California law also provides a basis for attorneys' fees in some actions.*fn2 Pursuant to California Code of Civil Procedure § 1021.5, "a court may award attorneys' fees to a successful party . . . in any action which has resulted in the enforcement of an important right affecting the public interest," where certain requirements are met. Cal. Civ. Proc. Code § 1025.1. Attorneys' fees will be appropriate if (a) a significant benefit has been conferred on the general public or a large class of persons, (b) the necessity and financial burden of private enforcement make the award appropriate, and (c) such fees are not paid out of the recovery. Id. Although the section "is phrased in permissive terms . . ., the discretion to deny fees to a party that meets its terms is quite limited," and generally requires a full fee award unless special circumstances would render such an award unjust. Lyons v. Chinese Hospital Ass'n, 136 Cal. App. 4th 1331, 1344 (2006).

Where a plaintiff is entitled to attorneys' fees, a district court must determine the amount of a reasonable fee. The "starting point for determining the amount of a reasonable fee is the number of hours reasonably expended on the litigation multiplied by a reasonable hourly rate." Hensley, 461 U.S. at 433. The Court should exclude from the initial fee calculation hours that were not reasonably expended. Id. at 434. There is a strong presumption that the lodestar figure represents a reasonable fee. Jordan v. Multnomah County, 815 F.2d 1258, 1262 (9th Cir. 1987). After calculating the "lodestar," other considerations "may lead the district court to adjust the fee upward or downward." Id. Among those other considerations is "the important factor of the 'results obtained.'" Id.; see also id. at n.9 (suggesting that the factors identified in Johnson v. Georgia Highway Express, Inc., 488 F.3d 714, 717-19 (5th Cir. 1974), may be particularly helpful, but also noting that "many of these factors usually are subsumed within the initial calculation of hours reasonably expended at a reasonable hourly rate").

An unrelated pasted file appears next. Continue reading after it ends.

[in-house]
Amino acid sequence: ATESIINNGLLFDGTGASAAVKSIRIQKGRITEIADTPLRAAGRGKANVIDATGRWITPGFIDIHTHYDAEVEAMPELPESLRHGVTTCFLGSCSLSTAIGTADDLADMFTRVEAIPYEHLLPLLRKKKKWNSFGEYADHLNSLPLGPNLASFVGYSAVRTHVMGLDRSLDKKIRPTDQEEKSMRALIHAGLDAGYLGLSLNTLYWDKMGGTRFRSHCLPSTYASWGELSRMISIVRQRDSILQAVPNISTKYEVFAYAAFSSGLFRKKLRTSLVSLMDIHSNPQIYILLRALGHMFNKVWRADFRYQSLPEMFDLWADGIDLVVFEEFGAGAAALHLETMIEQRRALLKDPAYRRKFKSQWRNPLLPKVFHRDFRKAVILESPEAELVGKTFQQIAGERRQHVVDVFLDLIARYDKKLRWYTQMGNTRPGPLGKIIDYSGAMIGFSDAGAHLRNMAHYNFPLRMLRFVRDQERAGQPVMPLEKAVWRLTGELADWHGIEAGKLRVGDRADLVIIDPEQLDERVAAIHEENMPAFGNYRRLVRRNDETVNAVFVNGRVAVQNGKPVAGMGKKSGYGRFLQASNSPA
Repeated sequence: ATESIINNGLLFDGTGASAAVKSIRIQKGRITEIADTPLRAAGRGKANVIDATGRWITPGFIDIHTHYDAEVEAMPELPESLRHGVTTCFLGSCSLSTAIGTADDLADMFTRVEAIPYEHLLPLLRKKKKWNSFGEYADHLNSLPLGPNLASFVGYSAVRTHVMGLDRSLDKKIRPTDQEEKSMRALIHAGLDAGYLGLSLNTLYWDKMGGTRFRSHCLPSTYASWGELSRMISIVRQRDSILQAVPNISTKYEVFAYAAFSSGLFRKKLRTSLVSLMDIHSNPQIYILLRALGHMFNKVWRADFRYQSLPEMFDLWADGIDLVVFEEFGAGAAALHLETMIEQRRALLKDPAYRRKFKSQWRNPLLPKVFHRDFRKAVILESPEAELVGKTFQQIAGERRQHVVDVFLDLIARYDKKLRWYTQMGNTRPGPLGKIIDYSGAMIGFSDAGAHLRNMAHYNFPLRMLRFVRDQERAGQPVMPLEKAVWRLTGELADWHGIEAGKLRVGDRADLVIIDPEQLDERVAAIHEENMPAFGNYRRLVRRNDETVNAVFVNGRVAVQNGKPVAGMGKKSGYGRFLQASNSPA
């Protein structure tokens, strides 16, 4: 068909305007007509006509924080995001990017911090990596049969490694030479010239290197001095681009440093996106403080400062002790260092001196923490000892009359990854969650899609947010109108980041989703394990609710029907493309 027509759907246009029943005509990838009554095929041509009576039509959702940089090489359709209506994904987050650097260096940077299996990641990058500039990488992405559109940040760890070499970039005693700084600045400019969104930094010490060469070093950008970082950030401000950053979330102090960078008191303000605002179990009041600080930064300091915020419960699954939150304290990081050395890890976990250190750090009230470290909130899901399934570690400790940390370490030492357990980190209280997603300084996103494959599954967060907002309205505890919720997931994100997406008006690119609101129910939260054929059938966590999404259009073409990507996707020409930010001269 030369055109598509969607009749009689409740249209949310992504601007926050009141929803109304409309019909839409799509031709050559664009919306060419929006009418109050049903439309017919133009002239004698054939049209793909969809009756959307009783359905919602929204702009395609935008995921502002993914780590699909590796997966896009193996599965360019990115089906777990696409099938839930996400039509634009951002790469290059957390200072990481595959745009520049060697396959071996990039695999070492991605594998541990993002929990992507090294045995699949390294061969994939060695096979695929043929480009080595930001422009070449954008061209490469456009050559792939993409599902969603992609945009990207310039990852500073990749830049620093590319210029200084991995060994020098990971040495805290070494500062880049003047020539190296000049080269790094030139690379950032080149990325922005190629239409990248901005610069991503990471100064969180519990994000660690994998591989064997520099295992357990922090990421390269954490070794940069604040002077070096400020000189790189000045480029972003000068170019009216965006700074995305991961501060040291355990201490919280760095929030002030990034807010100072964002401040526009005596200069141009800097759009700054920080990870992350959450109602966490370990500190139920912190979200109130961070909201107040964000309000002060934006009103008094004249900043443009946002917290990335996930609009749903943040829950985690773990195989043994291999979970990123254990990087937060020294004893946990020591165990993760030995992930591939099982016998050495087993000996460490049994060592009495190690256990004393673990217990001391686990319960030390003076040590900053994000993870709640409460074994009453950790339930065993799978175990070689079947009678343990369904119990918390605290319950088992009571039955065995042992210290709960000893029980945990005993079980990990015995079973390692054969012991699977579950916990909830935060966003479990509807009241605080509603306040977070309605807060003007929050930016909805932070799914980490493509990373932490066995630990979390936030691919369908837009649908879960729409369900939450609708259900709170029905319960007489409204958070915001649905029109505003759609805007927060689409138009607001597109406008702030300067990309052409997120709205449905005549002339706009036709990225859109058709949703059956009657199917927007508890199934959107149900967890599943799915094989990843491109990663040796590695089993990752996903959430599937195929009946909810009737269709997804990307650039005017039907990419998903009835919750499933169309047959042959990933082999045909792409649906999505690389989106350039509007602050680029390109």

Defendant City of Los Angeles ("City" or "Defendant") argues that Plaintiffs are not entitled to the fees they request. First, and primarily, Defendant argues that Plaintiffs are entitled to no fees because the 2003 Settlement Agreement waived any rights to attorneys' fees for work performed in the future. Second, in the alternative, Defendant attacks the fees Plaintiffs request and asks the Court to award less.

A. Waiver

As a threshold matter, Defendant argues that Plaintiffs waived their right to attorneys' fees through the December 2003 Settlement Agreement.*fn3 As mentioned above, the general rule is that a prevailing party in a civil rights action -- including one concluded through settlement -- is entitled to attorneys' fees. Where parties in a civil rights action resolve the action by settlement, the availability of attorneys' fees for successful plaintiffs may be waived as part of the settlement process. Evans v. Jeff D., 475 U.S. 717, 737-38 (1986). In the Ninth Circuit, however, a waiver of attorneys' fees must be clear: "a prevailing plaintiff may sue for reasonable attorneys' fees unless the defendant shows that the plaintiff clearly waived fees as part of the settlement." Muckleshoot Tribe v. Puget Sound Power & Light Co., 875 F.2d 695, 697 (9th Cir. 1989); see Wakefield v. Mathews, 852 F.2d 482 (9th Cir. 1988). A defendant may demonstrate a waiver of attorneys' fees in two ways. The basic rule is that the court focuses on "the language in the settlement agreement." Id. at 698. "[A] waiver of attorneys' fees may be established by clear language in the release," either because it "contains an explicit reference to fees" or because "the breadth of the release is so 'sweeping' that it necessarily includes attorneys' fees." Id. Alternatively, "if the language in the release is unclear or ambiguous, surrounding circumstances may clearly ...